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Ethics Opinion No. 86-2

Service of an Attorney or Firm on a Creditor's Committee Formed Under a Petition in Bankruptcy Filed by a Former Client.

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The Committee has been asked whether a law firm may serve on a creditor's committee formed as a result of a petition for relief filed by a former client under Chapter XI of the Bankruptcy Act. The firm is one of the largest creditors due to fees owed by the former client; during the past representation of the client, the firm gained knowledge or had access to the client's financial affairs.

The Committee has concluded that a law firm should not serve on a creditor's committee under these circumstances, unless an informed and effective consent has been obtained from the former client. (endnote 1) Service on a creditor's committee creates a fiduciary duty of the committee members toward the class of creditors represented by the committee; the law firm may not be able to discharge this duty without violating confidences of the former client.

DR 4-101, Code of Professional Responsibility, provides an exception to the requirement that an attorney maintain confidences of a former client where necessary to collect a fee. DR 4-101 provides in part.

(B) Except when permitted under DR 4-101(C) and (D), a lawyer shall not knowingly during or after termination of the professional relationship to his client:

(1) Reveal a confidence or secret of his client.

(2) Use a confidence or secret of his client to the disadvantage of the client.

(3) Use a confidence or secret of his client for the advantage of himself or of a third person, unless the client consents after full disclosure.

(C) A lawyer may reveal:

(1) Confidences or secrets with the consent of the client or clients affected, but only after a full disclosure to them.

(2) Confidences or secrets when permitted under Disciplinary Rules or required by law or court order.

(3) The intention of his client to commit a crime and the information necessary to prevent the crime.

(4) Confidences or secrets necessary to establish or collect his fee or to defend himself or his employees or associates against an accusation of wrongful conduct.

(D) A lawyer shall exercise reasonable care to prevent his employees, associates, and others whose services are utilized by him from disclosing or using confidences or secrets of a client, except that a lawyer may reveal the information allowed by DR 4-101(C) through an employee. [Emphasis supplied.]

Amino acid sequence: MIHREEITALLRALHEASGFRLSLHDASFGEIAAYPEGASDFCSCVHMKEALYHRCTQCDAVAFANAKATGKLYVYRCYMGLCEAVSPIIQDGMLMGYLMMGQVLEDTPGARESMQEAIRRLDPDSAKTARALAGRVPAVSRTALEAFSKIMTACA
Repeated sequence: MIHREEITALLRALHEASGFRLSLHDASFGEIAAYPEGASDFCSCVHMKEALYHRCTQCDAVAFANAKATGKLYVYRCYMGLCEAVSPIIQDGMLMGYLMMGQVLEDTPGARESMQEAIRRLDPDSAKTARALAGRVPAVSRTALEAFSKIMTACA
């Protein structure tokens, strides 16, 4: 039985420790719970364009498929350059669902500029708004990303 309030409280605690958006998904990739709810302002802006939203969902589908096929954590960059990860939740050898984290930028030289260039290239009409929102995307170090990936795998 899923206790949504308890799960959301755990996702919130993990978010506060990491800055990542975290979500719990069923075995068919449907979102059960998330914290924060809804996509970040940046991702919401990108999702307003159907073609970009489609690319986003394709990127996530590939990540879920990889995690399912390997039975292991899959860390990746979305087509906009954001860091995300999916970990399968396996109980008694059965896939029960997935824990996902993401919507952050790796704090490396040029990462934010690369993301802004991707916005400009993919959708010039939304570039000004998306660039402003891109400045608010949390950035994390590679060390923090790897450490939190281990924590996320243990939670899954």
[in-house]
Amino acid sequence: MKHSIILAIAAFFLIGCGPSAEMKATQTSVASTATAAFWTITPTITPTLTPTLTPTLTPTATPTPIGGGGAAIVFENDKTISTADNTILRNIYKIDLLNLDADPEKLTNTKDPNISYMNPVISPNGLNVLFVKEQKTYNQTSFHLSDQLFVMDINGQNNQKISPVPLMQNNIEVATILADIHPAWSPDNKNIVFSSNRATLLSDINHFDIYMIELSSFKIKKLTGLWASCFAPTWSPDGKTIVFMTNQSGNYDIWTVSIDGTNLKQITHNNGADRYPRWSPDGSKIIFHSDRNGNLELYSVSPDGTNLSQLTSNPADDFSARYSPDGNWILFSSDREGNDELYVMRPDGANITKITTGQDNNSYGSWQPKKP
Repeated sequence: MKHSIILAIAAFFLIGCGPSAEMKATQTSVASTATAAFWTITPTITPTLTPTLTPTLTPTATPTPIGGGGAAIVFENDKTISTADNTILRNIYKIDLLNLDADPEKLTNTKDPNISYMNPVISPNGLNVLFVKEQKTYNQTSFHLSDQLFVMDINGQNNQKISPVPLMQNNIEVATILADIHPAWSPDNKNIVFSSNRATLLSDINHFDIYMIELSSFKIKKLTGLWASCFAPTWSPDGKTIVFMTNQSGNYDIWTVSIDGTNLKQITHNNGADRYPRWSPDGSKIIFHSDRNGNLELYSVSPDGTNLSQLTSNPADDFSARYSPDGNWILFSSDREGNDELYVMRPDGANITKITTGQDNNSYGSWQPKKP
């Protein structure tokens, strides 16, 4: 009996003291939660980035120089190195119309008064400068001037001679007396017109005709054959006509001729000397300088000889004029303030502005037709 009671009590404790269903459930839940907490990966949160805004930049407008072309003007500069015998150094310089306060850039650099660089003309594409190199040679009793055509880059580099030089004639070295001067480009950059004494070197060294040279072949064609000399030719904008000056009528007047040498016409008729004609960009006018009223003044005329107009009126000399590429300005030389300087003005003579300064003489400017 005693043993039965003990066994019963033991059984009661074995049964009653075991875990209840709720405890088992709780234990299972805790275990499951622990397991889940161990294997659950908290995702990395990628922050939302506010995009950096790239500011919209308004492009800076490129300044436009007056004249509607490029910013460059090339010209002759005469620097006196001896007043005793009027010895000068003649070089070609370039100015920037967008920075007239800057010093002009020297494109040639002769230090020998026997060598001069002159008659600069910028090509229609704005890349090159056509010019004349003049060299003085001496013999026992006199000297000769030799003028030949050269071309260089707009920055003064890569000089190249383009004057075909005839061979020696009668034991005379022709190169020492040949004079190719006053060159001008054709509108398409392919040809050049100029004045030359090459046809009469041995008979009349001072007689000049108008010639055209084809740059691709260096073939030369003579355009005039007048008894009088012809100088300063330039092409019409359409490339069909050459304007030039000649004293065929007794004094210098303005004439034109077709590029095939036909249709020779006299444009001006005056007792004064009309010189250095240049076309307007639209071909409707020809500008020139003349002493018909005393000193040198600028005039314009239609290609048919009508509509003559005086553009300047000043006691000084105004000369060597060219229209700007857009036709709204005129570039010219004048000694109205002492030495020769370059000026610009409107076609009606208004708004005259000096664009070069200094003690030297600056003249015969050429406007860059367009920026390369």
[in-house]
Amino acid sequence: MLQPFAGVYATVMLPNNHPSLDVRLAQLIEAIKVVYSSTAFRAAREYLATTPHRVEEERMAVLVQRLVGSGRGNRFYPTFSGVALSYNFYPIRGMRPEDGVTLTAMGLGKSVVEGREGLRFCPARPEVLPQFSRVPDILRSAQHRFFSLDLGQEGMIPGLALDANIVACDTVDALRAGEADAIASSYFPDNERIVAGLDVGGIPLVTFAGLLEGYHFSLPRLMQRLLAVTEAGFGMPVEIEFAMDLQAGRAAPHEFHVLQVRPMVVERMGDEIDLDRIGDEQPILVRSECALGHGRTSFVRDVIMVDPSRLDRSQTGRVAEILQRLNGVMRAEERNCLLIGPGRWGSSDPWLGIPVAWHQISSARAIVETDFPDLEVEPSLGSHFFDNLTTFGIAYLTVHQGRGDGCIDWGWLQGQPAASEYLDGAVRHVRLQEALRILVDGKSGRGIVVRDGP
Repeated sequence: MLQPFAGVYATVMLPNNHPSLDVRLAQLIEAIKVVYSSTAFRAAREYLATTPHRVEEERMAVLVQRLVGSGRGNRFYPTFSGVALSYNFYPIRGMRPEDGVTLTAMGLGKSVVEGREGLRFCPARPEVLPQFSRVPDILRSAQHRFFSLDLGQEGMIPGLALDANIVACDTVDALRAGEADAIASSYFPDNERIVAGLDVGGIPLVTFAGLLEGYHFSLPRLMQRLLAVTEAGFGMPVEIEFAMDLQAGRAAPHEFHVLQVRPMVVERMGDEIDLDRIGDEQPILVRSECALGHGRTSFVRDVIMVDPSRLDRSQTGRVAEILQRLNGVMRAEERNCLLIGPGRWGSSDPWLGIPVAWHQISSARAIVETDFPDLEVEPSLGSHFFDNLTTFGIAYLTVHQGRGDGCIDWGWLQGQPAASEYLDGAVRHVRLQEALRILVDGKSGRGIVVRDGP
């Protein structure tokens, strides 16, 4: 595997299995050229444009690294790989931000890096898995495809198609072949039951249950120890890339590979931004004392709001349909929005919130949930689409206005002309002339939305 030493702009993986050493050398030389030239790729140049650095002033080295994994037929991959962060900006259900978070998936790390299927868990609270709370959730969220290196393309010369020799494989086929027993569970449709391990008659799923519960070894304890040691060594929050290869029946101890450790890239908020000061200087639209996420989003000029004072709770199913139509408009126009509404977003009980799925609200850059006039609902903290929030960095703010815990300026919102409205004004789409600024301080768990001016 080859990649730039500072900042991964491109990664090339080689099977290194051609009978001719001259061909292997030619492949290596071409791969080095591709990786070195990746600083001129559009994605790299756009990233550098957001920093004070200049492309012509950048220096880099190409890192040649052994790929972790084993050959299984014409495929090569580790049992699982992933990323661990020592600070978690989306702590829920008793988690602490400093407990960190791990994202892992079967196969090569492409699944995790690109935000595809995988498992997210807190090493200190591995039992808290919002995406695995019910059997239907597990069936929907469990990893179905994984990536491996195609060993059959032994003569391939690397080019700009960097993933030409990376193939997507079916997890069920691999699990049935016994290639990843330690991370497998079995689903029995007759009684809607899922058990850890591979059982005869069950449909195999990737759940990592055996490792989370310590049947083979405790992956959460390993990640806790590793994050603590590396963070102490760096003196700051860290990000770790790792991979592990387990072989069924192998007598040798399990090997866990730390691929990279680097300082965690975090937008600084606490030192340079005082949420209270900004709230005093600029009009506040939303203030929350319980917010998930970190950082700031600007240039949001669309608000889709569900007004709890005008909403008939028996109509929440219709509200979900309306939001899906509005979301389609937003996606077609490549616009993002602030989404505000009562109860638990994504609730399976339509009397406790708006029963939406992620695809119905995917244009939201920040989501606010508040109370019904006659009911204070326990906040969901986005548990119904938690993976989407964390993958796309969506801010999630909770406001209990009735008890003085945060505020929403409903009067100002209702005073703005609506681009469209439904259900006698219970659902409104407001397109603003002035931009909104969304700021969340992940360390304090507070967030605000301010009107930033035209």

The Committee believes that the firm may therefore pursue its claims in bankruptcy, and may reveal matters necessary to achieve protection of those claims. However, DR 4-101 would still restrain the firm from revealing matters learned during the course of representation of the former client to the creditor's committee, if those matters were not required to be revealed to protect the firm's claims and would violate DR 4-101(B)(2) or (3). Such limited participation on the creditor's committee may itself be a breach of fiduciary duty owed by the firm to the class of creditors represented by the creditor's committee. [See Re Christian Life Center, etc. (1981, BC ND Cal) 16 BR 35 concerning the fiduciary obligations of the members of creditor's committee.]

Under the facts presented, the Committee has assumed that no professional relationship would exist between the firm and the members of the creditor's committee, although such relationship is possible under the bankruptcy laws. See 11 U.S.C.S. Sec. 1103(a). This situation would be similar to that involving representation of a third party against a former client, where there is a substantial possibility that knowledge gained during the course of that representation is clearly prohibited from disclosure by DR 4-101 and Alaska law. See Aleut Corporation v. McGarvey, 573 P.2d 473 (Alaska 1978) and Burrell v. Disciplinary Board of Alaska Bar Association, 702 P.2d 240 (Alaska 1985).

Adopted by the Alaska Bar Association Ethics Committee on March 11, 1986.

Approved by the Board of Governors on March 21, 1986.



Of course, a law firm may serve on a creditor's committee without debtor consent if no present or former attorney-client relationship existed between the firm and the debtor.

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